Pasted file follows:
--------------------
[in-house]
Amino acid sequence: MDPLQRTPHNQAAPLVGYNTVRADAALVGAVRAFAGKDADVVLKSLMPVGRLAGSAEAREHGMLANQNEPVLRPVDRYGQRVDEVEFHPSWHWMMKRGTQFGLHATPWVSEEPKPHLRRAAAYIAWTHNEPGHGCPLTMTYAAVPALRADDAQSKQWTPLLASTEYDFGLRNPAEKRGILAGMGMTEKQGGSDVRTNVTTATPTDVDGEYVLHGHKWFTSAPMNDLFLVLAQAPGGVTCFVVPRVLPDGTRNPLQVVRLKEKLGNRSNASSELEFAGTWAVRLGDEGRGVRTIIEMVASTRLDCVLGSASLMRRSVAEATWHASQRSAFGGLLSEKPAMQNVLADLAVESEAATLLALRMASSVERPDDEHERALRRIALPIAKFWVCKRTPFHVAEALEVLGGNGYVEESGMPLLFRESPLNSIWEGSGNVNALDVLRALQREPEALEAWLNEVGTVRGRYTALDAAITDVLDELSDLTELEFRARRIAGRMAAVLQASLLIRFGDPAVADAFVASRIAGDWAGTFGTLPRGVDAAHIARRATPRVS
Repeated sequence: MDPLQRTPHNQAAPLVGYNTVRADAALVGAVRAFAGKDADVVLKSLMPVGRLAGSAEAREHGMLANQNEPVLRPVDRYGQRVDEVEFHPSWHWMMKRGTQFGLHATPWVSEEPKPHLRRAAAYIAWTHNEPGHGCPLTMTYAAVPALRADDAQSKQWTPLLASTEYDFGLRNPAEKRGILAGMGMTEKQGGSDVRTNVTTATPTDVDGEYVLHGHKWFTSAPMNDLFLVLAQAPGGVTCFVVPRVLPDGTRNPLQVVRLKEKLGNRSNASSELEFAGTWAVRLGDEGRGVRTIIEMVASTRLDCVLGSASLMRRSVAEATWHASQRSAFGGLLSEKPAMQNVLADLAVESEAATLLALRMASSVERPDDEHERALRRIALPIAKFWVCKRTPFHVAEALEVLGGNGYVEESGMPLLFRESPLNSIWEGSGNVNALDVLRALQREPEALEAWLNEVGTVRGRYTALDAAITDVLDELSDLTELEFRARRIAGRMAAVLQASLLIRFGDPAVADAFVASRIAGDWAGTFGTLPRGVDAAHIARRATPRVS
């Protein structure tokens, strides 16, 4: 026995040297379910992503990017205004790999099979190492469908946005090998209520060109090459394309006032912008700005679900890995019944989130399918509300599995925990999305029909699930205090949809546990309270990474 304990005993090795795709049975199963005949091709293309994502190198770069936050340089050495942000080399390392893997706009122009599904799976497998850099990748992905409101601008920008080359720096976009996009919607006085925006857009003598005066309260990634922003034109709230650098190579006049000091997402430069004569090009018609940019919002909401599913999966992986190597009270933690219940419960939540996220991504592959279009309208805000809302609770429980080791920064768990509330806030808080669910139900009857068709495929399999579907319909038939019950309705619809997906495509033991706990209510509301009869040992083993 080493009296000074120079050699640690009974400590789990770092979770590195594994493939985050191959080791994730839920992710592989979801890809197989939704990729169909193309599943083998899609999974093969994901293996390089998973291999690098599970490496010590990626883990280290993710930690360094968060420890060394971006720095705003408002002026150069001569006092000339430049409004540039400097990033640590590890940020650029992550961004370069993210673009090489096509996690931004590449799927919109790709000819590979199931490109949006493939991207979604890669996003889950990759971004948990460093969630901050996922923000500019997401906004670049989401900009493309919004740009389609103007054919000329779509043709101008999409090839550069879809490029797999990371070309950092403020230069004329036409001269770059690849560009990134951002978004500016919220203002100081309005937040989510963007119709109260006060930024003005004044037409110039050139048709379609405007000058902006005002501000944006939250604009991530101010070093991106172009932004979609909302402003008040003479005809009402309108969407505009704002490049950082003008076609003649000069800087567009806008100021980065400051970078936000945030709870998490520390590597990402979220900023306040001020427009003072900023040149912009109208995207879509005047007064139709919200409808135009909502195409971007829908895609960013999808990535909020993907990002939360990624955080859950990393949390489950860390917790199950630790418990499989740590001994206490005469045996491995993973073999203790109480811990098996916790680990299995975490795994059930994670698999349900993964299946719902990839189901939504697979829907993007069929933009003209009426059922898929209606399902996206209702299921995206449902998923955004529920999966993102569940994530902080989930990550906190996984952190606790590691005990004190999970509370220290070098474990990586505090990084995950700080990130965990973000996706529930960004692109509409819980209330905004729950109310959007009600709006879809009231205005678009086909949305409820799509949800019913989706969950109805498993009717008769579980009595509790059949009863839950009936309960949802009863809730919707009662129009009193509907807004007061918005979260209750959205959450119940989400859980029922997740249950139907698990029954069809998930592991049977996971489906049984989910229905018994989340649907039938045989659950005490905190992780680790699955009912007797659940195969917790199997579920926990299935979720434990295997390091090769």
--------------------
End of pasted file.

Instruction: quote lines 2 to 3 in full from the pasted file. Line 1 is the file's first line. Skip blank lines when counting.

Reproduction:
Amino acid sequence: MDPLQRTPHNQAAPLVGYNTVRADAALVGAVRAFAGKDADVVLKSLMPVGRLAGSAEAREHGMLANQNEPVLRPVDRYGQRVDEVEFHPSWHWMMKRGTQFGLHATPWVSEEPKPHLRRAAAYIAWTHNEPGHGCPLTMTYAAVPALRADDAQSKQWTPLLASTEYDFGLRNPAEKRGILAGMGMTEKQGGSDVRTNVTTATPTDVDGEYVLHGHKWFTSAPMNDLFLVLAQAPGGVTCFVVPRVLPDGTRNPLQVVRLKEKLGNRSNASSELEFAGTWAVRLGDEGRGVRTIIEMVASTRLDCVLGSASLMRRSVAEATWHASQRSAFGGLLSEKPAMQNVLADLAVESEAATLLALRMASSVERPDDEHERALRRIALPIAKFWVCKRTPFHVAEALEVLGGNGYVEESGMPLLFRESPLNSIWEGSGNVNALDVLRALQREPEALEAWLNEVGTVRGRYTALDAAITDVLDELSDLTELEFRARRIAGRMAAVLQASLLIRFGDPAVADAFVASRIAGDWAGTFGTLPRGVDAAHIARRATPRVS
Repeated sequence: MDPLQRTPHNQAAPLVGYNTVRADAALVGAVRAFAGKDADVVLKSLMPVGRLAGSAEAREHGMLANQNEPVLRPVDRYGQRVDEVEFHPSWHWMMKRGTQFGLHATPWVSEEPKPHLRRAAAYIAWTHNEPGHGCPLTMTYAAVPALRADDAQSKQWTPLLASTEYDFGLRNPAEKRGILAGMGMTEKQGGSDVRTNVTTATPTDVDGEYVLHGHKWFTSAPMNDLFLVLAQAPGGVTCFVVPRVLPDGTRNPLQVVRLKEKLGNRSNASSELEFAGTWAVRLGDEGRGVRTIIEMVASTRLDCVLGSASLMRRSVAEATWHASQRSAFGGLLSEKPAMQNVLADLAVESEAATLLALRMASSVERPDDEHERALRRIALPIAKFWVCKRTPFHVAEALEVLGGNGYVEESGMPLLFRESPLNSIWEGSGNVNALDVLRALQREPEALEAWLNEVGTVRGRYTALDAAITDVLDELSDLTELEFRARRIAGRMAAVLQASLLIRFGDPAVADAFVASRIAGDWAGTFGTLPRGVDAAHIARRATPRVS